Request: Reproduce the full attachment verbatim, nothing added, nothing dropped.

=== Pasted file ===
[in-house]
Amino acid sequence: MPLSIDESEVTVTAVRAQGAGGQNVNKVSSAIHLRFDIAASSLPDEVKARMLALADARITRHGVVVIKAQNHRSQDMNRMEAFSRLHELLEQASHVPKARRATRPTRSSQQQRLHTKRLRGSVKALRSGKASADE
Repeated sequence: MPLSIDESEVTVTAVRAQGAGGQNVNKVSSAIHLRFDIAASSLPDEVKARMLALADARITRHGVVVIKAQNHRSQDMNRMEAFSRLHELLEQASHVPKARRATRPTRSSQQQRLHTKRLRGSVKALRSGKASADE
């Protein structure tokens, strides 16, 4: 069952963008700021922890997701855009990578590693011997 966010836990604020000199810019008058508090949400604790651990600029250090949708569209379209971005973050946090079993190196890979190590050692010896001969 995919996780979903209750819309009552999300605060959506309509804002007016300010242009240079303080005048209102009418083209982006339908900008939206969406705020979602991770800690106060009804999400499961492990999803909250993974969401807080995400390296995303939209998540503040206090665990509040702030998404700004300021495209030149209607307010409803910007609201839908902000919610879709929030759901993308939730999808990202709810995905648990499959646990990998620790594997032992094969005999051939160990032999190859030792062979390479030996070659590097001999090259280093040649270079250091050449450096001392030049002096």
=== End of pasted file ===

[in-house]
Amino acid sequence: MPLSIDESEVTVTAVRAQGAGGQNVNKVSSAIHLRFDIAASSLPDEVKARMLALADARITRHGVVVIKAQNHRSQDMNRMEAFSRLHELLEQASHVPKARRATRPTRSSQQQRLHTKRLRGSVKALRSGKASADE
Repeated sequence: MPLSIDESEVTVTAVRAQGAGGQNVNKVSSAIHLRFDIAASSLPDEVKARMLALADARITRHGVVVIKAQNHRSQDMNRMEAFSRLHELLEQASHVPKARRATRPTRSSQQQRLHTKRLRGSVKALRSGKASADE
């Protein structure tokens, strides 16, 4: 069952963008700021922890997701855009990578590693011997 966010836990604020000199810019008058508090949400604790651990600029250090949708569209379209971005973050946090079993190196890979190590050692010896001969 995919996780979903209750819309009552999300605060959506309509804002007016300010242009240079303080005048209102009418083209982006339908900008939206969406705020979602991770800690106060009804999400499961492990999803909250993974969401807080995400390296995303939209998540503040206090665990509040702030998404700004300021495209030149209607307010409803910007609201839908902000919610879709929030759901993308939730999808990202709810995905648990499959646990990998620790594997032992094969005999051939160990032999190859030792062979390479030996070659590097001999090259280093040649270079250091050449450096001392030049002096």